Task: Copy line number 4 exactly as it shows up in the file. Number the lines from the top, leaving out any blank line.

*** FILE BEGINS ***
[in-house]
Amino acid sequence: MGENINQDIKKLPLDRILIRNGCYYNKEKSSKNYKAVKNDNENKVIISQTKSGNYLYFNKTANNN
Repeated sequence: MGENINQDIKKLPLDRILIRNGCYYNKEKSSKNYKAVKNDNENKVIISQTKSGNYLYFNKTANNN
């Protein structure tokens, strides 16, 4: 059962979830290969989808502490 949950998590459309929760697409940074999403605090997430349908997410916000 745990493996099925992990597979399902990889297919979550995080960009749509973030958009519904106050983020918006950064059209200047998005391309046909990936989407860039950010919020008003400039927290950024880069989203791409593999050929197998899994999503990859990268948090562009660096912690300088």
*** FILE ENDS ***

């Protein structure tokens, strides 16, 4: 059962979830290969989808502490 949950998590459309929760697409940074999403605090997430349908997410916000 745990493996099925992990597979399902990889297919979550995080960009749509973030958009519904106050983020918006950064059209200047998005391309046909990936989407860039950010919020008003400039927290950024880069989203791409593999050929197998899994999503990859990268948090562009660096912690300088």